Members of the Shiite Badr Organization fighters take cover behind a berm during a battle with ISIS militants at the airport of Tal Afar west of Mosul, Iraq, Nov. 20, 2016. REUTERS/Khalid al Mousily
Your feedback is important to us!
We invite all our readers to share with us their views and comments about this article.
Disclaimer: Comments submitted by third parties on this site are the sole responsibility of the individual(s) whose content is submitted. The Daily Star accepts no responsibility for the content of comment(s), including, without limitation, any error, omission or inaccuracy therein. Please note that your email address will NOT appear on the site.
Alert: If you are facing problems with posting comments, please note that you must verify your email with Disqus prior to posting a comment. follow this link to make sure your account meets the requirements. (http://bit.ly/vDisqus)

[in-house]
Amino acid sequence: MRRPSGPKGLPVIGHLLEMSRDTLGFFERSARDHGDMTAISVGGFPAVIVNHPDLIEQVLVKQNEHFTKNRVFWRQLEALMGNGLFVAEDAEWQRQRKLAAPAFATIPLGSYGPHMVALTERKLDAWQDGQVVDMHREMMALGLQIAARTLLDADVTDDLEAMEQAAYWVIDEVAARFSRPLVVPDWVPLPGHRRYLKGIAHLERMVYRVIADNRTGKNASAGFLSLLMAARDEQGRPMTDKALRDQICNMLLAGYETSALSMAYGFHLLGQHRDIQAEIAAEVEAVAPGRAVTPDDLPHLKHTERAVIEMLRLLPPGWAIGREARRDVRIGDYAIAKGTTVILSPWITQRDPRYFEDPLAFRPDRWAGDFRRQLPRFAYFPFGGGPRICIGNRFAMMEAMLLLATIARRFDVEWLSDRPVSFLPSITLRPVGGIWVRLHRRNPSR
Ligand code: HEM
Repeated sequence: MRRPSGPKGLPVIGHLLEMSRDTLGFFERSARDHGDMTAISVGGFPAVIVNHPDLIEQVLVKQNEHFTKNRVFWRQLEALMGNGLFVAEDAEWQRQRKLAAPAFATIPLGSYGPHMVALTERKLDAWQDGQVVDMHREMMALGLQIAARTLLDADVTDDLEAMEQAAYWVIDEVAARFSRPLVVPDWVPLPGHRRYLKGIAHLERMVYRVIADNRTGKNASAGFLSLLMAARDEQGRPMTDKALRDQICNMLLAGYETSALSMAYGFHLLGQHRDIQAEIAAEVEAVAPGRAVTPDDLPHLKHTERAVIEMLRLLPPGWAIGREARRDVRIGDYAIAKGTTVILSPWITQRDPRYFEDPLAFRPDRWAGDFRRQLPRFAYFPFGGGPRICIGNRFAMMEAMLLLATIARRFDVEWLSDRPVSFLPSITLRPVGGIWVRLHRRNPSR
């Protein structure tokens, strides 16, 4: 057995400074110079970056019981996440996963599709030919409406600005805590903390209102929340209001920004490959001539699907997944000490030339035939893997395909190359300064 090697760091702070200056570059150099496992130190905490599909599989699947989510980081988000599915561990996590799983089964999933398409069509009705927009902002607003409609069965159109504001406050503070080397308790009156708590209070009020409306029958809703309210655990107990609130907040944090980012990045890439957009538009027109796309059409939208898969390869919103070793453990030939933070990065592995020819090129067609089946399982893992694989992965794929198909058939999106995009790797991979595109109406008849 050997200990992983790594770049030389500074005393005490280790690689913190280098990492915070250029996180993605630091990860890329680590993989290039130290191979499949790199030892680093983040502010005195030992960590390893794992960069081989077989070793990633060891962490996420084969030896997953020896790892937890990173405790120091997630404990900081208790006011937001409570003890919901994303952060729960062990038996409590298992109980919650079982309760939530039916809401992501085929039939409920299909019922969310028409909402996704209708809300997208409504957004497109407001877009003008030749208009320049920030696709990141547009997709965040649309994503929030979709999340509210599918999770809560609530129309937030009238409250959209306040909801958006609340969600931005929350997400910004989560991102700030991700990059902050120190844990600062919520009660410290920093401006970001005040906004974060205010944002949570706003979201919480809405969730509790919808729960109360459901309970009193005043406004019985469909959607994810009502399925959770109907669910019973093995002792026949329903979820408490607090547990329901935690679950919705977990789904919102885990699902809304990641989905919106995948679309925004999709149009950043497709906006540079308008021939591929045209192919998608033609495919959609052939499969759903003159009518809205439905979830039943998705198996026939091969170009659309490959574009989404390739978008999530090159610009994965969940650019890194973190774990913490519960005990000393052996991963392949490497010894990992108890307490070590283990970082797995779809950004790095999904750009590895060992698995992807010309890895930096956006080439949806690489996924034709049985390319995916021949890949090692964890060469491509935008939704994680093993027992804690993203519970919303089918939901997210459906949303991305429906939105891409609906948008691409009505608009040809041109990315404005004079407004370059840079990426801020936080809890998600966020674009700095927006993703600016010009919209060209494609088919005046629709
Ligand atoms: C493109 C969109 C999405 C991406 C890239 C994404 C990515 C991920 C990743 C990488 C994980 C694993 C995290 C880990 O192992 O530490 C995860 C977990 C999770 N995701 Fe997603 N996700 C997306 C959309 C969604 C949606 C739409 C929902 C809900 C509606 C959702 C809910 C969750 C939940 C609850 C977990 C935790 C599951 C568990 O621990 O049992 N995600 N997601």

Tens of thousands of Iraqi civilians have fled Tal Afar as Shiite paramilitary groups close in the ISIS-held town on the road between Mosul and Raqqa, the main cities of the militant group's self-styled caliphate in Iraq and Syria.Popular Mobilization units, a coalition of mostly Iranian-trained and backed militias, are trying to encircle Tal Afar, a mostly ethnic Turkmen town, as part of the offensive to capture Mosul, the last major city stronghold of ISIS in Iraq.Cutting the road to Tal Afar would seal off Mosul as the city is already surrounded to the north, south and east by Iraqi government and Kurdish peshmerga forces.Iraqi military estimates put the number of insurgents in Mosul at 5,000 to 6,000, facing a 100,000-strong coalition of Iraqi government units, peshmerga fighters and Shiite militias.The figure does not include the thousands of people rounded up in villages around Mosul and forced to accompany ISIS fighters to cover their retreat towards the city as human shields.
FOLLOW THIS ARTICLE